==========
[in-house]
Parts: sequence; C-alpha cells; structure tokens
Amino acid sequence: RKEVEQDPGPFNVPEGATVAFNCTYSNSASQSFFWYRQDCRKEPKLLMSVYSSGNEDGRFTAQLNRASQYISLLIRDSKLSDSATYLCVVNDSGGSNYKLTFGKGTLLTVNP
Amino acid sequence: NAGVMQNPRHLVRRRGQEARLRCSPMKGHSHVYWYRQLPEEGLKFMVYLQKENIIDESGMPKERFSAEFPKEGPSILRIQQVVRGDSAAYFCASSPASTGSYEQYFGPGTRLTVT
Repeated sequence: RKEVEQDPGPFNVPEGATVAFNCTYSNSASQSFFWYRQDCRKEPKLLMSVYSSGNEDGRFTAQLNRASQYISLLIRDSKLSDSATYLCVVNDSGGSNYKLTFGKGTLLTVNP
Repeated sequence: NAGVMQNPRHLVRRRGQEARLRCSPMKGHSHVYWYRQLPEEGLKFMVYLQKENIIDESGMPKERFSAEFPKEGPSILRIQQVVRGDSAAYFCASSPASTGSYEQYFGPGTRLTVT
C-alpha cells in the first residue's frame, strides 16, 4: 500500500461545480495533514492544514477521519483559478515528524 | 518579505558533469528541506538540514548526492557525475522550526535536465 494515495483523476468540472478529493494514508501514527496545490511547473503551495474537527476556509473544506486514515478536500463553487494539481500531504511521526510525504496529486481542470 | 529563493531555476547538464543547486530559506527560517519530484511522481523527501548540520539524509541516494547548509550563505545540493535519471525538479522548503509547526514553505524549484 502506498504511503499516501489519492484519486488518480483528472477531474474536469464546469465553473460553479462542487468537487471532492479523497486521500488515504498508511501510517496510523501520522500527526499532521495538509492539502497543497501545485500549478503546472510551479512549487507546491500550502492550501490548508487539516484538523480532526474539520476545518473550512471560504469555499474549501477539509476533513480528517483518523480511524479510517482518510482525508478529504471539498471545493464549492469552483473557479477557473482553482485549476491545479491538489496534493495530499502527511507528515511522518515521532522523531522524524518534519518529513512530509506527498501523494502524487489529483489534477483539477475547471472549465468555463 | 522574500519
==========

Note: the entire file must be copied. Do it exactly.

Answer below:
[in-house]
Parts: sequence; C-alpha cells; structure tokens
Amino acid sequence: RKEVEQDPGPFNVPEGATVAFNCTYSNSASQSFFWYRQDCRKEPKLLMSVYSSGNEDGRFTAQLNRASQYISLLIRDSKLSDSATYLCVVNDSGGSNYKLTFGKGTLLTVNP
Amino acid sequence: NAGVMQNPRHLVRRRGQEARLRCSPMKGHSHVYWYRQLPEEGLKFMVYLQKENIIDESGMPKERFSAEFPKEGPSILRIQQVVRGDSAAYFCASSPASTGSYEQYFGPGTRLTVT
Repeated sequence: RKEVEQDPGPFNVPEGATVAFNCTYSNSASQSFFWYRQDCRKEPKLLMSVYSSGNEDGRFTAQLNRASQYISLLIRDSKLSDSATYLCVVNDSGGSNYKLTFGKGTLLTVNP
Repeated sequence: NAGVMQNPRHLVRRRGQEARLRCSPMKGHSHVYWYRQLPEEGLKFMVYLQKENIIDESGMPKERFSAEFPKEGPSILRIQQVVRGDSAAYFCASSPASTGSYEQYFGPGTRLTVT
C-alpha cells in the first residue's frame, strides 16, 4: 500500500461545480495533514492544514477521519483559478515528524 | 518579505558533469528541506538540514548526492557525475522550526535536465 494515495483523476468540472478529493494514508501514527496545490511547473503551495474537527476556509473544506486514515478536500463553487494539481500531504511521526510525504496529486481542470 | 529563493531555476547538464543547486530559506527560517519530484511522481523527501548540520539524509541516494547548509550563505545540493535519471525538479522548503509547526514553505524549484 502506498504511503499516501489519492484519486488518480483528472477531474474536469464546469465553473460553479462542487468537487471532492479523497486521500488515504498508511501510517496510523501520522500527526499532521495538509492539502497543497501545485500549478503546472510551479512549487507546491500550502492550501490548508487539516484538523480532526474539520476545518473550512471560504469555499474549501477539509476533513480528517483518523480511524479510517482518510482525508478529504471539498471545493464549492469552483473557479477557473482553482485549476491545479491538489496534493495530499502527511507528515511522518515521532522523531522524524518534519518529513512530509506527498501523494502524487489529483489534477483539477475547471472549465468555463 | 522574500519